APPRENTICE numbers signing up through Oxford and Cherwell Valley College have shot up.
The college has enrolled its 1,000th apprentice just three months into the school year – last year the total number matched with employers was 1,100.
Now the college, working with more than 500 local employers, is on course to enrol 1,500 apprentices onto one of the 68 different apprenticeships it offers by the end of the academic year.
That’s an increase of about 36 per cent.
Director of business support Peter Reynolds said: “The number is growing by the day.
“Businesses, particularly small and medium-sized employers, are seeing investing in apprentices as an investment in the future.
“And there is definitely more interest from young people in wanting to be an apprentice across all areas.”
In some cases businesses had someone in mind they hoped to apprentice, and looked to the college to provide the education side of the programme, while others sought help from the college with interviewing and recruitment of appropriate candidates.
The college has taken on 15 additional members of staff to deal with the influx, and there are about 50 young people on the college’s waiting list hoping to start apprenticeships once an appropriate employer can be found.
The average waiting time for those who are ‘job-ready’ is four to six weeks.
Mr Reynolds said: “We are certainly seeing greater demand than we have ever seen and there are a variety of reasons.
“University fees and loans are a factor, and there has been a lot of promotion and publicity about this being a really valid route to a fantastic job in the future.”
The 1,000th apprentice is Tom Booker, from Abingdon, who is completing a two-year apprenticeship in general maintenance with Amey’s fleet solutions division in Sutton Courtenay.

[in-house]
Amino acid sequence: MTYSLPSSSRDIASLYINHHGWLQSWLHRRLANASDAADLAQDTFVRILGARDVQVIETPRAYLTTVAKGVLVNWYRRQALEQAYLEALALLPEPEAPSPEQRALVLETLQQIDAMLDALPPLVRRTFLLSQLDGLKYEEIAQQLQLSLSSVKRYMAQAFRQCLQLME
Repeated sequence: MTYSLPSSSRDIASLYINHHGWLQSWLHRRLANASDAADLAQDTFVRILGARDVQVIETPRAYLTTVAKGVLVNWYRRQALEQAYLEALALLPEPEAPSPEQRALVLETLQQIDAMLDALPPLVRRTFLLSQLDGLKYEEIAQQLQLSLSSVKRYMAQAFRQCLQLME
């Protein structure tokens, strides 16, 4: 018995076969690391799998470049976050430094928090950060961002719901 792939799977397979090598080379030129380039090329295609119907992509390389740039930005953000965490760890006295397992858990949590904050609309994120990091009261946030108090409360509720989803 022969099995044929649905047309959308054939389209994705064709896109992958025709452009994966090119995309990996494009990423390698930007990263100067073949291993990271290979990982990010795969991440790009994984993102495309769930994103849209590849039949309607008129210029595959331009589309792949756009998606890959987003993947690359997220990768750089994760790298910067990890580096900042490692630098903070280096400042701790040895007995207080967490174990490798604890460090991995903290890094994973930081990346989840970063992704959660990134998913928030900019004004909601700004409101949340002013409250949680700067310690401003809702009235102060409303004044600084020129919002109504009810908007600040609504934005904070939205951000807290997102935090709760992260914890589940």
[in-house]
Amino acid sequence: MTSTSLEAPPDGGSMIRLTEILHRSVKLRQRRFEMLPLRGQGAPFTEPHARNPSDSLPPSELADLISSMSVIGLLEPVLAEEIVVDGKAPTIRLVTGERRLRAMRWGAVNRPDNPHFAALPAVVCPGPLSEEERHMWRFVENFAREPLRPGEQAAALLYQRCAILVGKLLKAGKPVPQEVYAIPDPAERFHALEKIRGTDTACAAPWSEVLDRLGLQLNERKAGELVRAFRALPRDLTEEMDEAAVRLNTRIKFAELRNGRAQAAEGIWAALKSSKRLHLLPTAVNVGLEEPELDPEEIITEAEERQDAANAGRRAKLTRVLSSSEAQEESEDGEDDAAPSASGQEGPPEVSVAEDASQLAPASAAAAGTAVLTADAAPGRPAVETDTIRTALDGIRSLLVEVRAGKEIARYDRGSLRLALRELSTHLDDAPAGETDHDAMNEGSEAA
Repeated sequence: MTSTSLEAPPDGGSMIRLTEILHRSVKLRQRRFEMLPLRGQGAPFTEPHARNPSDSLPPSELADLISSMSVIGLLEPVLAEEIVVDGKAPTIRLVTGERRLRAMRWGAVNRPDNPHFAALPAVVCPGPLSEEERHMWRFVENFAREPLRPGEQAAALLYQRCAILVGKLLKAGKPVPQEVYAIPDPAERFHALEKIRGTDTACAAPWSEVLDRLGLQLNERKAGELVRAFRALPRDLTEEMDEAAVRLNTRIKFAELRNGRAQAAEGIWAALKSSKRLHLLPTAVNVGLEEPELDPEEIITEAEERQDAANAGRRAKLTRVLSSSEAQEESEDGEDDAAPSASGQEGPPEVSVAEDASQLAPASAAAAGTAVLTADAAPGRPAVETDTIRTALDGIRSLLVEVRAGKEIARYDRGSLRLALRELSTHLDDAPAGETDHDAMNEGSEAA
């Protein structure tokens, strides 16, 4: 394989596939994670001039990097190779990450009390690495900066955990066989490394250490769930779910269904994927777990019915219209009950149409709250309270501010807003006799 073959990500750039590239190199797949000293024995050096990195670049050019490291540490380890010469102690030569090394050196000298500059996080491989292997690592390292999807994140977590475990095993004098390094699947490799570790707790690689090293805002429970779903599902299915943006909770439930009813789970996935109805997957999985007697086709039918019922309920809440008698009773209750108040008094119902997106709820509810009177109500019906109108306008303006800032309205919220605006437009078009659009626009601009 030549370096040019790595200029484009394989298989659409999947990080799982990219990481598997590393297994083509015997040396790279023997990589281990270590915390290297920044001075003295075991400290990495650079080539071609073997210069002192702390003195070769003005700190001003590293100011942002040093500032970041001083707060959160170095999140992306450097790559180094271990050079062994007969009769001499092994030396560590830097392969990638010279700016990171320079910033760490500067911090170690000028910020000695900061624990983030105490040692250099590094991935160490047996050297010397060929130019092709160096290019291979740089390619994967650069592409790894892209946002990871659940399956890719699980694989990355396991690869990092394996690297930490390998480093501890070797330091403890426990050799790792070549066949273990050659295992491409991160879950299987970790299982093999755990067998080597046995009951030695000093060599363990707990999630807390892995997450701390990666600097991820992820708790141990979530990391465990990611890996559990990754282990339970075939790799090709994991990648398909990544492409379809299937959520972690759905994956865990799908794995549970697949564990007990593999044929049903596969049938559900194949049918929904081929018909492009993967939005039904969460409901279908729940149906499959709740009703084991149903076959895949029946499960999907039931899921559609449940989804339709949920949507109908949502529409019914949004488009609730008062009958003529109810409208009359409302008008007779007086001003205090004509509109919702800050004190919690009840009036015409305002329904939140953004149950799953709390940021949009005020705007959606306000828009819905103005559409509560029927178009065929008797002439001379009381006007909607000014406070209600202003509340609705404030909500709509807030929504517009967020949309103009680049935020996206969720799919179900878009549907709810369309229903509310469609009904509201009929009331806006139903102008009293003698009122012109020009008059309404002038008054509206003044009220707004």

He is following in the footsteps of his father, Andy, who started out as an apprentice fitter 38 years ago and is now safety critical technical advisor.
Tom, 18, said: “I wanted to gain a trade as you’re actually earning and being able to build on that in the future, “As my dad’s working for Amey, he’s put in good feedback so once I saw the job come up, I thought it was a good thing to go for.”
Tom spends four days a week at Amey, learning painting and decorating, plumbing and carpentry, and one day studying at the Oxpens Road campus.
Prior to taking up the apprenticeship he was studying for a sport and science diploma at Abingdon and Witney College.
He said: “I have always liked learning new things and working in a practical way.
“It’s different to being at college all week but in a good way and I think I am learning more.”
Ultimately he hopes to become a facilities manager for Amey.
College principal Sally Dicketts said: “In a difficult employment market, apprenticeships enable people to earn as they develop experience in their chosen industry and gain vital qualifications at the same time.”